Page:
They Like You. They REALLY Like You.

Producers of the Olympic games ratchet up the emotional value of programming in a powerful way, and it’s a good lesson for PR folks and the clients they represent.

They do it by offering viewers more than what they expect to see. There’s the flabby heavyweight wrestler who improbably won Gold in Sydney against an “unbeatable” Russian opponent. He was back again in Athens, looking every bit as flabby, but that’s not the interesting part of the story.

No, what reeled the viewers into the beefy wrestler’s saga was a string of mishaps between Sydney and Athens that resulted in a lost toe (frostbite) and a fractured wrist held together with pins (basketball injury) and another close brush with death on the roadways (motorcycle accident). By the time the grappler actually took to the mat for competition in Athens, grown women (and some grown men) were given to tears of inspiration, joy and hope. He took the bronze and then retired, openly weeping as he removed his shoes and left them in the middle of the mat, as is wrestling tradition.

There’s the hurdler who watched his own father murdered as a boy, the diver who had cried during the entire Sydney games because her former country (Russia) refused to let her dive for her new country (Australia) until the day after they Olympics ended. On and on it goes.

Reporters are people, too. They become more attached to their subjects if they can relate to real, human experiences. Give them something to hold onto besides the mundane corporate trials and tribulations everyone goes through. Make them connect with you.

Tree fall on your house during that big storm? Throw your back out dancing at your daughter’s wedding? Daughter catch a 13-inch largemouth Bass using only a worm, a bobber and a prayer? Go ahead and mention these things during the “small talk” portions of the interview (usually the first or last five minutes).

Stories like these help get reporters invested in you as a person because they have experiences that are similar to yours, and therefore can relate. And, fair or not, reporters will go the extra mile to highlight the positives of your company's story if they like you as a person.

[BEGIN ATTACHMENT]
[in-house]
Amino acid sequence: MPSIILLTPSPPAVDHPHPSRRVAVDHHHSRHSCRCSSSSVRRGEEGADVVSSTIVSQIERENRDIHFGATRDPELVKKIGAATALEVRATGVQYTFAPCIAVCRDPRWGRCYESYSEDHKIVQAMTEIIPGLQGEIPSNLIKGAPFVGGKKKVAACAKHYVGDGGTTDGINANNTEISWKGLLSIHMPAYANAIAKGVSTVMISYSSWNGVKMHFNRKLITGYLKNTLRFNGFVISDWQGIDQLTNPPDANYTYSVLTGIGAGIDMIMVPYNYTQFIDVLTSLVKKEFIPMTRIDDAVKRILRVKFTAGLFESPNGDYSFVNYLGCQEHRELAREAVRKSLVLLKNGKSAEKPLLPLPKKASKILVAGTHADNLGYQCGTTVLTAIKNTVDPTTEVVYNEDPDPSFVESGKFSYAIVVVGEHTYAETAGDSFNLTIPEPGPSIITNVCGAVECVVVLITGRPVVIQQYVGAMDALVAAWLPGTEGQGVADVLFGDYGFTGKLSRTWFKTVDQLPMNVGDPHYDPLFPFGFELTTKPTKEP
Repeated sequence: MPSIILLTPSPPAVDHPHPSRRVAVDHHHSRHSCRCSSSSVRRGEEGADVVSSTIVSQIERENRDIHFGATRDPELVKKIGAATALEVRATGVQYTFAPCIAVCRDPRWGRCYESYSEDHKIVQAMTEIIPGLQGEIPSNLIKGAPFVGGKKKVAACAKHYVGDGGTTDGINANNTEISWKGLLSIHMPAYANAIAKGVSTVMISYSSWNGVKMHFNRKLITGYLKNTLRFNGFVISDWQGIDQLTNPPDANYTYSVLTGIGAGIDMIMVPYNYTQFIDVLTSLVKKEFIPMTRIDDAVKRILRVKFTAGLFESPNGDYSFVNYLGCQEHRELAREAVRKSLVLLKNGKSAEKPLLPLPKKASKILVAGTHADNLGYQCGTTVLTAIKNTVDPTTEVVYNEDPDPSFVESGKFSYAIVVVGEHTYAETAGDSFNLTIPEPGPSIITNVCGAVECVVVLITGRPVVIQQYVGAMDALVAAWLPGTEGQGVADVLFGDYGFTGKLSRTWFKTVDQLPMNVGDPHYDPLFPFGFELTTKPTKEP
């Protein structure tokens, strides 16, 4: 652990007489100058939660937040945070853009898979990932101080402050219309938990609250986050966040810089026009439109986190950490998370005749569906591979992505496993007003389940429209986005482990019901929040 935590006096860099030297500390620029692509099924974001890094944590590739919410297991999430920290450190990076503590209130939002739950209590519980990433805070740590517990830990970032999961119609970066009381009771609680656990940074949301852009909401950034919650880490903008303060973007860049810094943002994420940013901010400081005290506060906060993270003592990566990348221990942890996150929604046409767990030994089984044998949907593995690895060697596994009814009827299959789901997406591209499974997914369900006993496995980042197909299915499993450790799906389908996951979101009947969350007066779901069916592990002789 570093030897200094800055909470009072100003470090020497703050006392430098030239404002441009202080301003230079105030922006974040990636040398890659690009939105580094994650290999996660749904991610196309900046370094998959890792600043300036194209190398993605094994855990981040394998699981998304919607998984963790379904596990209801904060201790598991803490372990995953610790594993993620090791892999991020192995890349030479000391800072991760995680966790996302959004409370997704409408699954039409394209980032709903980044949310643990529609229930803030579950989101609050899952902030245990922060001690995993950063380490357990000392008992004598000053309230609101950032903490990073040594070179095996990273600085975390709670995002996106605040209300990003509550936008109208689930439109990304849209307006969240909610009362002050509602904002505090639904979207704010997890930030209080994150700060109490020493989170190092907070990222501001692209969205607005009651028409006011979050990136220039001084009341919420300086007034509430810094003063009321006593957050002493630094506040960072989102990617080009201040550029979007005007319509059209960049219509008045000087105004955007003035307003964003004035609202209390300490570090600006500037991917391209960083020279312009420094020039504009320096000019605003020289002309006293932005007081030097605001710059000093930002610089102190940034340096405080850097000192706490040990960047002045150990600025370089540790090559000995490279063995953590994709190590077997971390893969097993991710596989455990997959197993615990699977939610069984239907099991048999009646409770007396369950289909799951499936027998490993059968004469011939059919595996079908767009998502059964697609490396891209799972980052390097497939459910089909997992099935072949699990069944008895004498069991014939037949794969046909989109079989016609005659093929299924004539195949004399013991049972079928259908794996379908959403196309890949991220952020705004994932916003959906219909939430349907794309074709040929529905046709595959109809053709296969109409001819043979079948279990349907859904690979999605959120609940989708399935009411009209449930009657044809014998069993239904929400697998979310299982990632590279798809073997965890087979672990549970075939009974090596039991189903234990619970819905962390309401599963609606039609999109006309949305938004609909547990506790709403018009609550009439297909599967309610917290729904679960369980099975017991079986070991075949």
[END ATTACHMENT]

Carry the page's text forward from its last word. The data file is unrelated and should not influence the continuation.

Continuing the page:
The value of your news increases when you connect emotionally with your audience. It works in Athens and it can work for your business.

"Show The Client A Scribble"

Someone recently gave me a copy of Paul Arden's little book, "It's Not How Good You Are, It's How Good You Want To Be." Arden's an advertising exec, a former honcho at Saatchi & Saatchi.

The book contains anecdotes and advice from a creative, seasoned guy about how to stand out, get ahead, and most importantly: how to sell.

One of the gems I liked best addressed the need to involve clients in the brainstorming process. If the Agency does all the positioning work, and steps into the board room prepared to wow the client/prospect with their daring originality, then "there's nothing for (the client) to do. It's not his work, it's your work. He doesn't feel involved...It is very difficult for him to imagine anything else," so, he needs to find fault in order to feel as if he's been important to the process.

Arden says, "Show the client a scribble. Explain it to him, talk him through it, let him use his imagination. Get him involved."

That's crucial to our process at SHIFT. Rather than present ideas that are fully-baked, we admit upfront - with a chuckle - that most of our ideas are half-baked, and we engage the client to help us fill in the blanks. In the process, we capture their passion and creativity and come out of the room with ideas & campaigns that are essentially approved and fully backed by management.

Five Ring Circus

The Olympics officially kick off tonight in Athens, Greece. Much pomp and circumstance surrounds the international event, in which countries from Afghanistan to Zimbabwe will attempt to swim, dash, shoot and run into the gold-leafed books of history.

The competitors’ movements will be judged, timed, and ultimately assigned a grade; only the top three performers in each contest earn the right to step to the podium.

Call it the world’s largest product review.

In this case the product is people, who have toiled relentlessly to hone their skills in a bid for Olympic Gold, the standard against which all others will be judged. From a PR perspective, it’s an awful lot like the competitive landscape in which our clients ply their trades – they just do so without the pageantry or glory. The prize? Cold hard cash.

Athletes eat right, train hard, study the tapes of their competitors and steel themselves for the endurance tests that will define their legacies. Businesses must continually develop product, sell like nobody’s business and strive to define, or in some cases redefine, their respective categories.

Olympians looking for a competitive edge sometimes resort to drastic measures, namely the use of performance-enhancing drugs, known in athletic parlance as “doping.” And while this can indeed enhance performance, it’s frowned upon to the extent that those caught using illicit drugs are history – athletes with drugs in their systems don’t get to make history.

Fortunately for businesses hoping to throttle the competition, PR happens to be perfectly legal. In fact, it’s best if the whole world knows a company is “using” PR, because that means the whole world knows about the company.

But using strong PR, even the really pure stuff, is no substitute for hardcore product development. Even the most potent PR can only do so much: it can create the perception that your company is the one to beat. It can convince the cynical masses that your operation is on the fast track. It can get more partnerships and more ink in the publications you care about.

But you’ve got to pay off its promise by putting in the time to make sure your products truly outshine the competition. Strip away the PR and, just like athletes who stop using drugs, you are what you are.